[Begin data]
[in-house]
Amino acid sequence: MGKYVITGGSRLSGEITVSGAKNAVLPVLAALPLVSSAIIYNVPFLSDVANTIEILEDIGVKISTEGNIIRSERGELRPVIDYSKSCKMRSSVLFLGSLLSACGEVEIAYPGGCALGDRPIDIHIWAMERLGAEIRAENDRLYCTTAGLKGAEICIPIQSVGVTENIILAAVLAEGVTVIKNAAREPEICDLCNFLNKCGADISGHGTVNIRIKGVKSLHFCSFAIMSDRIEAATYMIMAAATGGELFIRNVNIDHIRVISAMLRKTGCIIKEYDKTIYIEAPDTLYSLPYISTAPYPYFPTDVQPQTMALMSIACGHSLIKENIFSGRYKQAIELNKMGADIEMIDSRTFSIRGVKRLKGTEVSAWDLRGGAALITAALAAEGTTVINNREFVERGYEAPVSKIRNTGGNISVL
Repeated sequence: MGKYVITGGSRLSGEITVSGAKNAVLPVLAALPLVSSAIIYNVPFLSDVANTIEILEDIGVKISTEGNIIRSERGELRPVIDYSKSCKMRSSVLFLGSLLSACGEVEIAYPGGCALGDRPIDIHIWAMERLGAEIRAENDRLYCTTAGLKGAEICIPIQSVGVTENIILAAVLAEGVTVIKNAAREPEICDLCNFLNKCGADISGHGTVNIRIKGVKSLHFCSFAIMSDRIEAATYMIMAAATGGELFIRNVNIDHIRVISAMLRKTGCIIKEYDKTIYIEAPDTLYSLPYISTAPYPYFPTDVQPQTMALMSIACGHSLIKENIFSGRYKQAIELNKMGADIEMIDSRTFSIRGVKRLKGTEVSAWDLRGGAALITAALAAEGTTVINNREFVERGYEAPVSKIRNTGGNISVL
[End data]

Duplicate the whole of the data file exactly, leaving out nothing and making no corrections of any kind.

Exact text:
[in-house]
Amino acid sequence: MGKYVITGGSRLSGEITVSGAKNAVLPVLAALPLVSSAIIYNVPFLSDVANTIEILEDIGVKISTEGNIIRSERGELRPVIDYSKSCKMRSSVLFLGSLLSACGEVEIAYPGGCALGDRPIDIHIWAMERLGAEIRAENDRLYCTTAGLKGAEICIPIQSVGVTENIILAAVLAEGVTVIKNAAREPEICDLCNFLNKCGADISGHGTVNIRIKGVKSLHFCSFAIMSDRIEAATYMIMAAATGGELFIRNVNIDHIRVISAMLRKTGCIIKEYDKTIYIEAPDTLYSLPYISTAPYPYFPTDVQPQTMALMSIACGHSLIKENIFSGRYKQAIELNKMGADIEMIDSRTFSIRGVKRLKGTEVSAWDLRGGAALITAALAAEGTTVINNREFVERGYEAPVSKIRNTGGNISVL
Repeated sequence: MGKYVITGGSRLSGEITVSGAKNAVLPVLAALPLVSSAIIYNVPFLSDVANTIEILEDIGVKISTEGNIIRSERGELRPVIDYSKSCKMRSSVLFLGSLLSACGEVEIAYPGGCALGDRPIDIHIWAMERLGAEIRAENDRLYCTTAGLKGAEICIPIQSVGVTENIILAAVLAEGVTVIKNAAREPEICDLCNFLNKCGADISGHGTVNIRIKGVKSLHFCSFAIMSDRIEAATYMIMAAATGGELFIRNVNIDHIRVISAMLRKTGCIIKEYDKTIYIEAPDTLYSLPYISTAPYPYFPTDVQPQTMALMSIACGHSLIKENIFSGRYKQAIELNKMGADIEMIDSRTFSIRGVKRLKGTEVSAWDLRGGAALITAALAAEGTTVINNREFVERGYEAPVSKIRNTGGNISVL